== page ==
Friday, November 27, 2015

"Streets of Oaxaca"

Friday, November 20, 2015

I just got back from and amazing adventure to Oaxaca, MX.  A city of 400,000 people in a state of over 2 million people where the average wage is less than $10 a day.  Where the price of gas is $4 a gallon and the price of tortillas (corn is 50% of the Mexican diet) has gone up over 700% from 1994 and the start of NAFTA when the U.S. started dumping our subsidized surplus of corn on 3rd world countries such as Mexico. 
Many of the rural farmers have quit the land they won during the Mexican Revolution and have had to find their way to the U.S. where the money they earn from doing the jobs that we don't like to do,  home to their families. 
 When we visited the small mountain village of San Bartolo it was apparent that only the women, children and old men were left to keep things going.  Although I came home with many wonderful things to contemplate such as the wonderful fine art and native crafts, my eyes were open to the issue of illegal immigration in the U.S. and the challenges we face to resolve the situation. 
It is apparent we helped create this situation and we should fix it. There is not a simple answer.  Water is scarce in Mexico the people are poor but resourceful. 
Monsanto has engineered a corn that will do well in this situation but does not reproduce so the farmer has to buy corn every year from Mansanto with what little money he has left after supporting his or her family on little of nothing.  We created this situation, perhaps with good intentions but it has grown into and intolerable issue of xenophobia and hate on both sides of the border.  The least we can do is reach across the border and get a first had experience of the challenges of our neighbors and try to understand the situation we have put them in.
Please forgive Grampa Google any errors in his translation but I figure making an effort to learn Spanish, even if it is third hand, is little enough to try to establish friendly understanding of our neighbors to the south.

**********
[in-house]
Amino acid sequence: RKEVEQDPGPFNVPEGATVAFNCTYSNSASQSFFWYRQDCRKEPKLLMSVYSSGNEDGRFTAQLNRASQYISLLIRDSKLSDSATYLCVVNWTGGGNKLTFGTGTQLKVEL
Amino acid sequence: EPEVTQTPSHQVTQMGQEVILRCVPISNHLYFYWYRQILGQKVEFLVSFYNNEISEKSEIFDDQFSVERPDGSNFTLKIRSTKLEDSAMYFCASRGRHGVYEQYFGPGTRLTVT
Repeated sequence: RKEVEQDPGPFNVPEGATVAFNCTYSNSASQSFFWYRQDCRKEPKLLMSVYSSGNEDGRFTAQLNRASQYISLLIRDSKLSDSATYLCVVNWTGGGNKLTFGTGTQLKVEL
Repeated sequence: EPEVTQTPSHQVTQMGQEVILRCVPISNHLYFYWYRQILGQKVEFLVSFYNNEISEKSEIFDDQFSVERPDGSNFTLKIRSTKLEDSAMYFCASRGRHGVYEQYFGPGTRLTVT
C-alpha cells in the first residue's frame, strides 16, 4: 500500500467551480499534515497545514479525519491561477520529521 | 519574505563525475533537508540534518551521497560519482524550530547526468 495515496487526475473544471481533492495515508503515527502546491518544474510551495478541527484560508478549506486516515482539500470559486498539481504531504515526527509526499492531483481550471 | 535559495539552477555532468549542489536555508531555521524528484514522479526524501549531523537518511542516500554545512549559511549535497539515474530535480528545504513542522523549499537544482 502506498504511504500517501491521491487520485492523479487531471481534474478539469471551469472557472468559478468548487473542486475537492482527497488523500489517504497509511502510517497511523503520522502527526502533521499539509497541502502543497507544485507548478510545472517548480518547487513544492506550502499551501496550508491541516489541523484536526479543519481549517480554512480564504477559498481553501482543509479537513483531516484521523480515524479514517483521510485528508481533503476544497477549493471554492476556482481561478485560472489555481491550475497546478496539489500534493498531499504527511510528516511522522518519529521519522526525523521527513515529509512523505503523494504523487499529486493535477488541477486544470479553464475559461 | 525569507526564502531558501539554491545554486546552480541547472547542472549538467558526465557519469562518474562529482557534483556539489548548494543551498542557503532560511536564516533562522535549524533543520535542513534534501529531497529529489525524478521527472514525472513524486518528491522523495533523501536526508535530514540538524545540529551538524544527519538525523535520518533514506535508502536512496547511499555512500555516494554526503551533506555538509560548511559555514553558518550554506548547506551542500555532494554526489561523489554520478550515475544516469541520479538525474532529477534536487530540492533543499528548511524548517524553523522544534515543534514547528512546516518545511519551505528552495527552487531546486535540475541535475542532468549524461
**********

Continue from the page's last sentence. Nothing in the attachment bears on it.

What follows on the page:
Me acabo de volver de e increíble aventura a Oaxaca, MX. Una ciudad de 400.000 personas en un estado de más de 2 millones de personas donde el salario promedio es de menos de $ 10 por día. Cuando el precio del gas es de $ 4 por galón y el precio de las tortillas (de maíz es 50% de la dieta mexicana) ha subido más de un 700% entre 1994 y el inicio del NAFTA, cuando los U.S. empezamos vertido nuestros excedentes subvencionados del maíz en 3rd mundo países como México.
Muchos de los campesinos han dejado de la tierra que ganaron durante la Revolución mexicana y han tenido que encontrar su camino a los U.S. donde el dinero que gana de hacer los trabajos que no nos gusta hacer, a sus familias.
 Cuando visitamos el pequeño pueblo de montaña de San Bartolo era evidente que sólo las mujeres, niños y ancianos fueron dejados para mantener las cosas en marcha. Aunque llegué a casa con muchas cosas maravillosas para contemplar, como la bella arte maravilloso y artesanías nativas, mis ojos estaban abiertos a la cuestión de la inmigración ilegal en los U.S. y los desafíos que enfrentamos para resolver la situación.
Es evidente que ayudamos a crear esta situación y debemos arreglarlo. No hay una respuesta simple. El agua es escasa en México la gente es pobre pero ingenioso.
Monsanto ha diseñado un maíz que va a hacer bien en esta situación, pero no reproduce lo que el agricultor tiene que comprar el maíz cada año de Mansanto con el poco dinero que le queda después de apoyar a su familia en poco de la nada. Hemos creado esta situación, tal vez con buenas intenciones pero ha crecido hasta convertirse en intolerable y emisión de la xenofobia y el odio a ambos lados de la frontera. Lo menos que podemos hacer es llegar a través de la frontera y obtener una primera tenido experiencia de los retos de nuestros vecinos y tratar de entender la situación que les hemos puesto en.
Enjoy my little story. / Disfrute de mi pequeña historia.




Monday, October 19, 2015